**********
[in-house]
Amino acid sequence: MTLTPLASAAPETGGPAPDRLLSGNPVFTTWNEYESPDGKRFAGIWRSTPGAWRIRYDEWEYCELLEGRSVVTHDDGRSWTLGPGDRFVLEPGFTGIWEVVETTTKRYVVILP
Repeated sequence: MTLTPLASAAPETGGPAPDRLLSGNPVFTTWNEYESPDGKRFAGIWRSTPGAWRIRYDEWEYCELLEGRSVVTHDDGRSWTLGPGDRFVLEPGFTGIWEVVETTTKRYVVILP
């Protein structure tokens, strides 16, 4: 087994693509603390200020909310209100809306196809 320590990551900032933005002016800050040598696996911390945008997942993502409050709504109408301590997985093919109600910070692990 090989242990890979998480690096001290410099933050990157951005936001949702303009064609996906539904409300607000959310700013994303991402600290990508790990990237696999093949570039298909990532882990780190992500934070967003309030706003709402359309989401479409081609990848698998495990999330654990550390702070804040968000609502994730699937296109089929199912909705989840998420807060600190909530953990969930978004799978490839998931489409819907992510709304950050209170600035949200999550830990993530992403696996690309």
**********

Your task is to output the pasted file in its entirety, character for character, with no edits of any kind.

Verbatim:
[in-house]
Amino acid sequence: MTLTPLASAAPETGGPAPDRLLSGNPVFTTWNEYESPDGKRFAGIWRSTPGAWRIRYDEWEYCELLEGRSVVTHDDGRSWTLGPGDRFVLEPGFTGIWEVVETTTKRYVVILP
Repeated sequence: MTLTPLASAAPETGGPAPDRLLSGNPVFTTWNEYESPDGKRFAGIWRSTPGAWRIRYDEWEYCELLEGRSVVTHDDGRSWTLGPGDRFVLEPGFTGIWEVVETTTKRYVVILP
């Protein structure tokens, strides 16, 4: 087994693509603390200020909310209100809306196809 320590990551900032933005002016800050040598696996911390945008997942993502409050709504109408301590997985093919109600910070692990 090989242990890979998480690096001290410099933050990157951005936001949702303009064609996906539904409300607000959310700013994303991402600290990508790990990237696999093949570039298909990532882990780190992500934070967003309030706003709402359309989401479409081609990848698998495990999330654990550390702070804040968000609502994730699937296109089929199912909705989840998420807060600190909530953990969930978004799978490839998931489409819907992510709304950050209170600035949200999550830990993530992403696996690309």